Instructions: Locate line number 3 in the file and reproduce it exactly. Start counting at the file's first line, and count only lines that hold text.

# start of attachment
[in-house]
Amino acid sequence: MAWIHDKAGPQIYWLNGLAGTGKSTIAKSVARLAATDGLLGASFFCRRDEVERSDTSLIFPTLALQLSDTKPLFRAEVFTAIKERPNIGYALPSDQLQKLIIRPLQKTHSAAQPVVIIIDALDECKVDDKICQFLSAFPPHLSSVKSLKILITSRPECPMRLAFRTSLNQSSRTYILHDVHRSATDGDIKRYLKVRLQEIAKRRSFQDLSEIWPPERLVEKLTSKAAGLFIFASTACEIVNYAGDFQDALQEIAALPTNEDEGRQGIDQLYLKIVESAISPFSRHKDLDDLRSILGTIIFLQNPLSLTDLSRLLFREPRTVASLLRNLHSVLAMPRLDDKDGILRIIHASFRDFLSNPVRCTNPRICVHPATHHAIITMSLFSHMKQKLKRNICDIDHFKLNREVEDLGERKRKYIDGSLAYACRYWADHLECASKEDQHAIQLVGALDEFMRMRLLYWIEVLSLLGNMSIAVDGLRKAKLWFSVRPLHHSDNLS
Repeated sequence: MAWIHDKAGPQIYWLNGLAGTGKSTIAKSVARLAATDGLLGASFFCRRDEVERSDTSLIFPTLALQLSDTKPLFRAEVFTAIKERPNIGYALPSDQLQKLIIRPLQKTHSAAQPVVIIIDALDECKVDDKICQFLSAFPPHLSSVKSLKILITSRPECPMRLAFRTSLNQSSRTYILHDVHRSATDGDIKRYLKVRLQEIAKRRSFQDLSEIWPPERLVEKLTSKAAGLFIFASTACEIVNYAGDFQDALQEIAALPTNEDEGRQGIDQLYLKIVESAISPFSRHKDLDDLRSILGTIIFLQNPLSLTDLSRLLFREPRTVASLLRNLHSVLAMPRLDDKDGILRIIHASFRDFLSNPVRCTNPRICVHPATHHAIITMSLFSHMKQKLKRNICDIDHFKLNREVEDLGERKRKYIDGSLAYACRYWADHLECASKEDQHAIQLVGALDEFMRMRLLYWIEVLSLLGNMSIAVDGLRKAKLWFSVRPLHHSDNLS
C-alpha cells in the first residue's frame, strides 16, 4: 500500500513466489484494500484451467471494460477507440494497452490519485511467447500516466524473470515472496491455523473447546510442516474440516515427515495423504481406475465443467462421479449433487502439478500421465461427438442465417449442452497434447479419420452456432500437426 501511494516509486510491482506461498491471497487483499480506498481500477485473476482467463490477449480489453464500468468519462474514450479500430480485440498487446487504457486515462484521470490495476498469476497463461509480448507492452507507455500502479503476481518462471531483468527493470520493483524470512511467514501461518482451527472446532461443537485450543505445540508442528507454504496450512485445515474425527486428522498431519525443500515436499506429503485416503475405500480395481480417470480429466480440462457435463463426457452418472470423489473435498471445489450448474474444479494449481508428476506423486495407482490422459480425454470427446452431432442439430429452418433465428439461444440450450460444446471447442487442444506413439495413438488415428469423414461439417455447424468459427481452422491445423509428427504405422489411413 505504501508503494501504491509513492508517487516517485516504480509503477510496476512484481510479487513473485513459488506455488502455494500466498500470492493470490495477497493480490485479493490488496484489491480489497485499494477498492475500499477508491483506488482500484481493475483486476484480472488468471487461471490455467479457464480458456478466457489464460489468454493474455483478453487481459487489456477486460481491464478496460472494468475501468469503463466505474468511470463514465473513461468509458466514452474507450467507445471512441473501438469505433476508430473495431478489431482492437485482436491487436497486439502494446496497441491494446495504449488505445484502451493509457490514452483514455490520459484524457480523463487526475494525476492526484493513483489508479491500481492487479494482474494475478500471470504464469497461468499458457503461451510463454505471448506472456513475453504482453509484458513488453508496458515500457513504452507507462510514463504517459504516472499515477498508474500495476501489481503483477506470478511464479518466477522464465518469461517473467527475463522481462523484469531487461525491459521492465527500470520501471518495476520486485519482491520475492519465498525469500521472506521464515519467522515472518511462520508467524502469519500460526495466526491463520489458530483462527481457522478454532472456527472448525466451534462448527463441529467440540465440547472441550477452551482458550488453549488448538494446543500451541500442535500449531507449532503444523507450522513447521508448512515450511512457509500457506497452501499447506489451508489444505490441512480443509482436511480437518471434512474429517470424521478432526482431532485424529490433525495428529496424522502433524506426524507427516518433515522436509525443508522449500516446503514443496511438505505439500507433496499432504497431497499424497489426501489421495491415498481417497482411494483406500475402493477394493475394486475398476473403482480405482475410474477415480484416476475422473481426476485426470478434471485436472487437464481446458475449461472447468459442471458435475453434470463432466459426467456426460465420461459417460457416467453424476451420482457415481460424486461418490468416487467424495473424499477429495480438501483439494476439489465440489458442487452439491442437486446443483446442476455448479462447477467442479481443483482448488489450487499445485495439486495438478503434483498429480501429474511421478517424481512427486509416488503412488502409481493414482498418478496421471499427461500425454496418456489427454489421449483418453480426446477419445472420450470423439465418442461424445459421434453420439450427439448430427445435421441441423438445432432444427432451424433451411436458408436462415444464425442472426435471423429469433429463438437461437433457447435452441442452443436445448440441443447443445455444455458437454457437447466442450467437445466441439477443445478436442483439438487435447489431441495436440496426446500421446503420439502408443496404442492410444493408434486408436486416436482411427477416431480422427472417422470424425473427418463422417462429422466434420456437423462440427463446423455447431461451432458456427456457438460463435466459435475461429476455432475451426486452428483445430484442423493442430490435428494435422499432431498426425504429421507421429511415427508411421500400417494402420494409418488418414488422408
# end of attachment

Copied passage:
Repeated sequence: MAWIHDKAGPQIYWLNGLAGTGKSTIAKSVARLAATDGLLGASFFCRRDEVERSDTSLIFPTLALQLSDTKPLFRAEVFTAIKERPNIGYALPSDQLQKLIIRPLQKTHSAAQPVVIIIDALDECKVDDKICQFLSAFPPHLSSVKSLKILITSRPECPMRLAFRTSLNQSSRTYILHDVHRSATDGDIKRYLKVRLQEIAKRRSFQDLSEIWPPERLVEKLTSKAAGLFIFASTACEIVNYAGDFQDALQEIAALPTNEDEGRQGIDQLYLKIVESAISPFSRHKDLDDLRSILGTIIFLQNPLSLTDLSRLLFREPRTVASLLRNLHSVLAMPRLDDKDGILRIIHASFRDFLSNPVRCTNPRICVHPATHHAIITMSLFSHMKQKLKRNICDIDHFKLNREVEDLGERKRKYIDGSLAYACRYWADHLECASKEDQHAIQLVGALDEFMRMRLLYWIEVLSLLGNMSIAVDGLRKAKLWFSVRPLHHSDNLS